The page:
They may feel disheartened by the process, and you don’t know it. By asking this simple question, you may be able to proactively save a client from leaving you. Emotions can often cloud their judgment and sour the process. You can diffuse their negative experience by offering hope and a professional perspective that they don’t have.

Know When It's Time to Walk Away

Like Kenny Rogers says, sometimes you gotta know when to walk away.

Some clients aren’t ready for the process. Give them space to get comfortable with the idea. Don’t pressure them into a decision that they may regret (even if you think it’s the right option for them). If your client is unsure about what to do, offer them your best advice and then tell them to call you when they’re ready to move forward.

But of course, don’t let your relationship dissolve into dust. Stay in touch with the client regularly via email, text, or phone calls. This will keep you at the top of your client’s mind once they’re ready to resume the process.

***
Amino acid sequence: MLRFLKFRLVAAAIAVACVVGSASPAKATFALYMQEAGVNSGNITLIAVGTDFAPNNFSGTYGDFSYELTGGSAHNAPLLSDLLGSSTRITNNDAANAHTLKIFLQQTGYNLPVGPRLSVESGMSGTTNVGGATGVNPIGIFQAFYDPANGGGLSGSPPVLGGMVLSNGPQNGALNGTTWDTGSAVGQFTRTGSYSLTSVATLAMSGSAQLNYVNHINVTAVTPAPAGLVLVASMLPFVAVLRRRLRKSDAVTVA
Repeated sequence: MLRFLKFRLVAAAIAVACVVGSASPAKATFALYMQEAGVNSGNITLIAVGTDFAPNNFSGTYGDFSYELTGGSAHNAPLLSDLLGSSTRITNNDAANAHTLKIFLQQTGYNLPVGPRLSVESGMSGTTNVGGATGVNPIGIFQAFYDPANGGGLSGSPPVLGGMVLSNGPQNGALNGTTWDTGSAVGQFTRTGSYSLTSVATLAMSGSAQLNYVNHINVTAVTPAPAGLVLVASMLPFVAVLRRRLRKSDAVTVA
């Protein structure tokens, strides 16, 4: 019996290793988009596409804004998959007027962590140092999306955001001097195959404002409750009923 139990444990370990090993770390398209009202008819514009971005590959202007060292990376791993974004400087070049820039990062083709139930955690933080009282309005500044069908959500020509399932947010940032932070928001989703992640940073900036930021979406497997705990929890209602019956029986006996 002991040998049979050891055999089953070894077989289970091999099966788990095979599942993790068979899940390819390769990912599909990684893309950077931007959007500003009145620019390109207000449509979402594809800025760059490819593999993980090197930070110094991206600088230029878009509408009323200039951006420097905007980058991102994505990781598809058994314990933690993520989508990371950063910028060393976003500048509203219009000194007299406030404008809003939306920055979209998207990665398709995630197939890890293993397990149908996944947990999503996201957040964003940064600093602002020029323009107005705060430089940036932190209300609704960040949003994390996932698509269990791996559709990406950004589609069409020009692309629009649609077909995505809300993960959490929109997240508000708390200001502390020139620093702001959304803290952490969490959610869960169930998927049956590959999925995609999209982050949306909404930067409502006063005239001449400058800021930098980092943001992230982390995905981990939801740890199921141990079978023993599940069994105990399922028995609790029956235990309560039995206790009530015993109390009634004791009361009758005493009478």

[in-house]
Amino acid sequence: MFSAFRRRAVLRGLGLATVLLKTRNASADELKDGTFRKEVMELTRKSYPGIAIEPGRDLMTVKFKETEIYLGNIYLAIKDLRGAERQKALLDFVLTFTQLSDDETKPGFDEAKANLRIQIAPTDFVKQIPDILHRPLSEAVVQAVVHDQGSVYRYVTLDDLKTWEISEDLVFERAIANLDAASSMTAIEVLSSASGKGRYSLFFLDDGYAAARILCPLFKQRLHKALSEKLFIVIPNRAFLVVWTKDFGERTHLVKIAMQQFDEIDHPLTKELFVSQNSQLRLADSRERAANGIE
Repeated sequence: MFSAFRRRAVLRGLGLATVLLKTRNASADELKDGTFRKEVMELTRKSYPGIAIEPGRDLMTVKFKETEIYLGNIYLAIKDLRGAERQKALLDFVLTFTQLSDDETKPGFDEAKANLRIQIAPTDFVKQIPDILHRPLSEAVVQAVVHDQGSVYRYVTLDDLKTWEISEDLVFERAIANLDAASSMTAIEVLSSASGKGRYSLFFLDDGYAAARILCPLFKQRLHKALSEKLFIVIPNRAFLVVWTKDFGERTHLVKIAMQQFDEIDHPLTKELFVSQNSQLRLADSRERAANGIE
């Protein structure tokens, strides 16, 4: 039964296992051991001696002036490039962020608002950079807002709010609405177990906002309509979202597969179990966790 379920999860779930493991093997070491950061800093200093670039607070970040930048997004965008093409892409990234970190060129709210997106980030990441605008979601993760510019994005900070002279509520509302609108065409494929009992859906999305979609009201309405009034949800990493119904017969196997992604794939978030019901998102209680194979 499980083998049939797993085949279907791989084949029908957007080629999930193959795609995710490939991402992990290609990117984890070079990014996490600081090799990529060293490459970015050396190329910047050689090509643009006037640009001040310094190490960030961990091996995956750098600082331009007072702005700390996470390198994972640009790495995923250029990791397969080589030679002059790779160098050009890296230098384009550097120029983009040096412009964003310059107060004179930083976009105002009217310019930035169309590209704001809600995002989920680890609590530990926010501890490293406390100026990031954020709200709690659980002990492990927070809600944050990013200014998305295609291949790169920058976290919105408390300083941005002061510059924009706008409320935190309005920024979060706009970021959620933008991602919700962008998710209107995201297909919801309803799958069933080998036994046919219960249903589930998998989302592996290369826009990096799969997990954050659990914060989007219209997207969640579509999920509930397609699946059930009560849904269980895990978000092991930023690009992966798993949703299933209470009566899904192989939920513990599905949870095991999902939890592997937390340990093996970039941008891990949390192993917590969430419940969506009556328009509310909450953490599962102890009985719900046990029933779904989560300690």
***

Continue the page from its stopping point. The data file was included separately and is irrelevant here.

Have a Plan for the Bullies

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The bully from elementary school eventually grows up and needs to buy a house. Guess who they call? That’s right. You. But just because they’ve grown up, it doesn’t mean that they’ve outgrown their bullying ways. They’ll also bring their overbearing, aggressive, temper-tantrum-throwing ways. They’ll scream in your face because they don’t like the counter-offer. They’ll demand that you answer their call by redialing your number back to back. They’re negative, insulting, and disrespectful.

You don’t have to put up with this type of behavior. You can “fire” these clients. No commission is worth your peace of mind.

Final Thoughts The journey to buying or selling a home is an emotional one. Be sensitive and sensible as you guide your clients.